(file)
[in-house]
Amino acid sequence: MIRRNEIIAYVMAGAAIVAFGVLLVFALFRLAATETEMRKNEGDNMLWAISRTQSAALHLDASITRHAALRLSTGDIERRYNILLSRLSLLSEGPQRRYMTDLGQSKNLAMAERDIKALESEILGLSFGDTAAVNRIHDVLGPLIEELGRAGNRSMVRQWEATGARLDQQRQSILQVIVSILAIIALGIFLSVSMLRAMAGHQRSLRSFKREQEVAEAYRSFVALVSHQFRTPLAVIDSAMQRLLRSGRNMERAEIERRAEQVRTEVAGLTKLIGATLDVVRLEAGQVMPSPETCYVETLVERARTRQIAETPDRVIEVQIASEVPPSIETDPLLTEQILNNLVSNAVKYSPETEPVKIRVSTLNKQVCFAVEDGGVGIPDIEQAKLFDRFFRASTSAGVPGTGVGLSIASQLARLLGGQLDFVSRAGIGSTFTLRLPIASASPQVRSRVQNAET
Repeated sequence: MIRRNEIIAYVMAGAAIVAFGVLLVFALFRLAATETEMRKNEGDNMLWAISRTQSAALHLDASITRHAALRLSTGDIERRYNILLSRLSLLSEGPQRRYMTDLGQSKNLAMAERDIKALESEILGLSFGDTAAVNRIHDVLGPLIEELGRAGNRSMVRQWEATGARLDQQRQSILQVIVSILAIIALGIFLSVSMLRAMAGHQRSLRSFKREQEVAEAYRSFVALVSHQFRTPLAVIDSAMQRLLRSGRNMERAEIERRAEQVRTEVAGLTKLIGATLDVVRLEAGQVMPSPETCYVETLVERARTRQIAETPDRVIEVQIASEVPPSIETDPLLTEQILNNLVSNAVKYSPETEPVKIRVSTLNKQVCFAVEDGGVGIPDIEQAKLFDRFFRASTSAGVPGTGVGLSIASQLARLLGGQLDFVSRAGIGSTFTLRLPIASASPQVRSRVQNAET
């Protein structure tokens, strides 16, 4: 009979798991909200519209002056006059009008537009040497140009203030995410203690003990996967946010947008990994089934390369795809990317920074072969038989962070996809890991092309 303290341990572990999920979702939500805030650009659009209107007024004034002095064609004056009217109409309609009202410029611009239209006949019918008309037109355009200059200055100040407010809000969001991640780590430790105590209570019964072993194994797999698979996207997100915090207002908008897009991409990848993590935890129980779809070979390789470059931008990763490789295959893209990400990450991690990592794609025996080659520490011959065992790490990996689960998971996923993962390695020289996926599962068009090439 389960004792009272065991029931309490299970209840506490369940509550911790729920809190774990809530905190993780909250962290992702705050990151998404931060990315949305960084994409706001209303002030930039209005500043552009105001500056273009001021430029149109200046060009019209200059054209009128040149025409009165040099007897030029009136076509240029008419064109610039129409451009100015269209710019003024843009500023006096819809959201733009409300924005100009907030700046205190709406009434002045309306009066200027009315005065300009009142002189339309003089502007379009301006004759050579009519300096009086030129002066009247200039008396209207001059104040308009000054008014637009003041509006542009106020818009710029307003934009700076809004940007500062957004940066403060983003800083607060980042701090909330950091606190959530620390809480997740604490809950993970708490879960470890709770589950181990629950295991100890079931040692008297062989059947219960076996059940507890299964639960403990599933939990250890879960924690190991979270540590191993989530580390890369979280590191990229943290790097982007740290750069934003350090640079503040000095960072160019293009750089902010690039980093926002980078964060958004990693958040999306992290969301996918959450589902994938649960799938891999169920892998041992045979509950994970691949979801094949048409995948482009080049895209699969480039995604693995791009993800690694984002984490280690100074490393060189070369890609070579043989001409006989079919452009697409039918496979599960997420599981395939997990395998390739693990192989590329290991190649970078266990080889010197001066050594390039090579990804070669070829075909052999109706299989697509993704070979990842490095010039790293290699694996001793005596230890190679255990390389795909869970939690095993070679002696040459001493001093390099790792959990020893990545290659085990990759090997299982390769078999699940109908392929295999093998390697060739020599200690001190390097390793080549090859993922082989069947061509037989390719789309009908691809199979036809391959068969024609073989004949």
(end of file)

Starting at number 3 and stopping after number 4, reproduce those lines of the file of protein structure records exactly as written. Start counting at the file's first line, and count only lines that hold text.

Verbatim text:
Repeated sequence: MIRRNEIIAYVMAGAAIVAFGVLLVFALFRLAATETEMRKNEGDNMLWAISRTQSAALHLDASITRHAALRLSTGDIERRYNILLSRLSLLSEGPQRRYMTDLGQSKNLAMAERDIKALESEILGLSFGDTAAVNRIHDVLGPLIEELGRAGNRSMVRQWEATGARLDQQRQSILQVIVSILAIIALGIFLSVSMLRAMAGHQRSLRSFKREQEVAEAYRSFVALVSHQFRTPLAVIDSAMQRLLRSGRNMERAEIERRAEQVRTEVAGLTKLIGATLDVVRLEAGQVMPSPETCYVETLVERARTRQIAETPDRVIEVQIASEVPPSIETDPLLTEQILNNLVSNAVKYSPETEPVKIRVSTLNKQVCFAVEDGGVGIPDIEQAKLFDRFFRASTSAGVPGTGVGLSIASQLARLLGGQLDFVSRAGIGSTFTLRLPIASASPQVRSRVQNAET
């Protein structure tokens, strides 16, 4: 009979798991909200519209002056006059009008537009040497140009203030995410203690003990996967946010947008990994089934390369795809990317920074072969038989962070996809890991092309 303290341990572990999920979702939500805030650009659009209107007024004034002095064609004056009217109409309609009202410029611009239209006949019918008309037109355009200059200055100040407010809000969001991640780590430790105590209570019964072993194994797999698979996207997100915090207002908008897009991409990848993590935890129980779809070979390789470059931008990763490789295959893209990400990450991690990592794609025996080659520490011959065992790490990996689960998971996923993962390695020289996926599962068009090439 389960004792009272065991029931309490299970209840506490369940509550911790729920809190774990809530905190993780909250962290992702705050990151998404931060990315949305960084994409706001209303002030930039209005500043552009105001500056273009001021430029149109200046060009019209200059054209009128040149025409009165040099007897030029009136076509240029008419064109610039129409451009100015269209710019003024843009500023006096819809959201733009409300924005100009907030700046205190709406009434002045309306009066200027009315005065300009009142002189339309003089502007379009301006004759050579009519300096009086030129002066009247200039008396209207001059104040308009000054008014637009003041509006542009106020818009710029307003934009700076809004940007500062957004940066403060983003800083607060980042701090909330950091606190959530620390809480997740604490809950993970708490879960470890709770589950181990629950295991100890079931040692008297062989059947219960076996059940507890299964639960403990599933939990250890879960924690190991979270540590191993989530580390890369979280590191990229943290790097982007740290750069934003350090640079503040000095960072160019293009750089902010690039980093926002980078964060958004990693958040999306992290969301996918959450589902994938649960799938891999169920892998041992045979509950994970691949979801094949048409995948482009080049895209699969480039995604693995791009993800690694984002984490280690100074490393060189070369890609070579043989001409006989079919452009697409039918496979599960997420599981395939997990395998390739693990192989590329290991190649970078266990080889010197001066050594390039090579990804070669070829075909052999109706299989697509993704070979990842490095010039790293290699694996001793005596230890190679255990390389795909869970939690095993070679002696040459001493001093390099790792959990020893990545290659085990990759090997299982390769078999699940109908392929295999093998390697060739020599200690001190390097390793080549090859993922082989069947061509037989390719789309009908691809199979036809391959068969024609073989004949």